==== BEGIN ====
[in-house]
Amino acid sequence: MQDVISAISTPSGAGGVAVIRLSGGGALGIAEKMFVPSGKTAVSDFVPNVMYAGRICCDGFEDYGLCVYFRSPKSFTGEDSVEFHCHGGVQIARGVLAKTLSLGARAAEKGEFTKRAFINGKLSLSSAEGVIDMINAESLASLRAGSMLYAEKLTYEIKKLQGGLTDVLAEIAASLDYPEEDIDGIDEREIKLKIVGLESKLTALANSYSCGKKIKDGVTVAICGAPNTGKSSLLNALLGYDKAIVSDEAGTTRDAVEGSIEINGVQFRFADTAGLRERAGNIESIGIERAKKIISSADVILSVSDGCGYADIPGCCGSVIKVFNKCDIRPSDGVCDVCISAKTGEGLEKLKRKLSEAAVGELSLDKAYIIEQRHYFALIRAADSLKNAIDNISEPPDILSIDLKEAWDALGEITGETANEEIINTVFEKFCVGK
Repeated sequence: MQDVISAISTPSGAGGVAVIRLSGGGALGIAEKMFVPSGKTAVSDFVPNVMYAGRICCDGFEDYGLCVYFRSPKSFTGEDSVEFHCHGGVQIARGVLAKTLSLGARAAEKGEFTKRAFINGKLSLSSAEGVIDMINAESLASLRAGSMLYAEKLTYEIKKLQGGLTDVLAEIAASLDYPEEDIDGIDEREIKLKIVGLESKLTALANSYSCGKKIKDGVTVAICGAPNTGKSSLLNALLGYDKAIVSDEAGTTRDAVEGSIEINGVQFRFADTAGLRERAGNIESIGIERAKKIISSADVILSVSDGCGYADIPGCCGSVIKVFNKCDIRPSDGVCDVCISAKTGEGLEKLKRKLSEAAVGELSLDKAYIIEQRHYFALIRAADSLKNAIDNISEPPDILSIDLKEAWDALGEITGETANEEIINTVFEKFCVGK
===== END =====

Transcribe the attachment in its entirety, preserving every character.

[in-house]
Amino acid sequence: MQDVISAISTPSGAGGVAVIRLSGGGALGIAEKMFVPSGKTAVSDFVPNVMYAGRICCDGFEDYGLCVYFRSPKSFTGEDSVEFHCHGGVQIARGVLAKTLSLGARAAEKGEFTKRAFINGKLSLSSAEGVIDMINAESLASLRAGSMLYAEKLTYEIKKLQGGLTDVLAEIAASLDYPEEDIDGIDEREIKLKIVGLESKLTALANSYSCGKKIKDGVTVAICGAPNTGKSSLLNALLGYDKAIVSDEAGTTRDAVEGSIEINGVQFRFADTAGLRERAGNIESIGIERAKKIISSADVILSVSDGCGYADIPGCCGSVIKVFNKCDIRPSDGVCDVCISAKTGEGLEKLKRKLSEAAVGELSLDKAYIIEQRHYFALIRAADSLKNAIDNISEPPDILSIDLKEAWDALGEITGETANEEIINTVFEKFCVGK
Repeated sequence: MQDVISAISTPSGAGGVAVIRLSGGGALGIAEKMFVPSGKTAVSDFVPNVMYAGRICCDGFEDYGLCVYFRSPKSFTGEDSVEFHCHGGVQIARGVLAKTLSLGARAAEKGEFTKRAFINGKLSLSSAEGVIDMINAESLASLRAGSMLYAEKLTYEIKKLQGGLTDVLAEIAASLDYPEEDIDGIDEREIKLKIVGLESKLTALANSYSCGKKIKDGVTVAICGAPNTGKSSLLNALLGYDKAIVSDEAGTTRDAVEGSIEINGVQFRFADTAGLRERAGNIESIGIERAKKIISSADVILSVSDGCGYADIPGCCGSVIKVFNKCDIRPSDGVCDVCISAKTGEGLEKLKRKLSEAAVGELSLDKAYIIEQRHYFALIRAADSLKNAIDNISEPPDILSIDLKEAWDALGEITGETANEEIINTVFEKFCVGK